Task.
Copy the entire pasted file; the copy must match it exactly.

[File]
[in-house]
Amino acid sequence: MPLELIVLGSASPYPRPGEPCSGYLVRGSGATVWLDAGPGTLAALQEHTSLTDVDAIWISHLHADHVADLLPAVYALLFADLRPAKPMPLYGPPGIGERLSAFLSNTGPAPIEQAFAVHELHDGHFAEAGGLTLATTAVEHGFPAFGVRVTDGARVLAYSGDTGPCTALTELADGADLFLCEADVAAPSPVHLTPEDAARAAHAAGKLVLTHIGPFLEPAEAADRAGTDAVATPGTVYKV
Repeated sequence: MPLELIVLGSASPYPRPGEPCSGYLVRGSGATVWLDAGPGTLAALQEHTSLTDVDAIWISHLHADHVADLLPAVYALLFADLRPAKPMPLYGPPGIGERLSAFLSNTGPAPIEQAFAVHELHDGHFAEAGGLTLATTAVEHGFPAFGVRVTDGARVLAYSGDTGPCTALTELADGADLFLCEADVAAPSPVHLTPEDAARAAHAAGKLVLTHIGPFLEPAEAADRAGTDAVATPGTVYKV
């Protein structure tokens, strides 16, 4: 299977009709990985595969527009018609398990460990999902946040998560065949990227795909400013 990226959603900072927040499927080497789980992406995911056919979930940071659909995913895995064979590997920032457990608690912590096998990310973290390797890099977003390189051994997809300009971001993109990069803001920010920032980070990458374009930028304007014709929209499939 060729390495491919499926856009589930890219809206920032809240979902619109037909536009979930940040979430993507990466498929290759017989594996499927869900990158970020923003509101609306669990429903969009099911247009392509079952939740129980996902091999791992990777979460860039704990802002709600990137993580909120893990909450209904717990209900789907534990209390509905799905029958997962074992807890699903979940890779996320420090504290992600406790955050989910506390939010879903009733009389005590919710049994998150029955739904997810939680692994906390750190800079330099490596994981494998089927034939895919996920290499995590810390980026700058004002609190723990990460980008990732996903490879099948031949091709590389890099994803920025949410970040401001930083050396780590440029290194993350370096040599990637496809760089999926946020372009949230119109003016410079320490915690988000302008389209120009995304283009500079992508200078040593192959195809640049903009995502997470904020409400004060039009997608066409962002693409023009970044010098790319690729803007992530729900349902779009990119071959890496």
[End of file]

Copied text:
[in-house]
Amino acid sequence: MPLELIVLGSASPYPRPGEPCSGYLVRGSGATVWLDAGPGTLAALQEHTSLTDVDAIWISHLHADHVADLLPAVYALLFADLRPAKPMPLYGPPGIGERLSAFLSNTGPAPIEQAFAVHELHDGHFAEAGGLTLATTAVEHGFPAFGVRVTDGARVLAYSGDTGPCTALTELADGADLFLCEADVAAPSPVHLTPEDAARAAHAAGKLVLTHIGPFLEPAEAADRAGTDAVATPGTVYKV
Repeated sequence: MPLELIVLGSASPYPRPGEPCSGYLVRGSGATVWLDAGPGTLAALQEHTSLTDVDAIWISHLHADHVADLLPAVYALLFADLRPAKPMPLYGPPGIGERLSAFLSNTGPAPIEQAFAVHELHDGHFAEAGGLTLATTAVEHGFPAFGVRVTDGARVLAYSGDTGPCTALTELADGADLFLCEADVAAPSPVHLTPEDAARAAHAAGKLVLTHIGPFLEPAEAADRAGTDAVATPGTVYKV
């Protein structure tokens, strides 16, 4: 299977009709990985595969527009018609398990460990999902946040998560065949990227795909400013 990226959603900072927040499927080497789980992406995911056919979930940071659909995913895995064979590997920032457990608690912590096998990310973290390797890099977003390189051994997809300009971001993109990069803001920010920032980070990458374009930028304007014709929209499939 060729390495491919499926856009589930890219809206920032809240979902619109037909536009979930940040979430993507990466498929290759017989594996499927869900990158970020923003509101609306669990429903969009099911247009392509079952939740129980996902091999791992990777979460860039704990802002709600990137993580909120893990909450209904717990209900789907534990209390509905799905029958997962074992807890699903979940890779996320420090504290992600406790955050989910506390939010879903009733009389005590919710049994998150029955739904997810939680692994906390750190800079330099490596994981494998089927034939895919996920290499995590810390980026700058004002609190723990990460980008990732996903490879099948031949091709590389890099994803920025949410970040401001930083050396780590440029290194993350370096040599990637496809760089999926946020372009949230119109003016410079320490915690988000302008389209120009995304283009500079992508200078040593192959195809640049903009995502997470904020409400004060039009997608066409962002693409023009970044010098790319690729803007992530729900349902779009990119071959890496």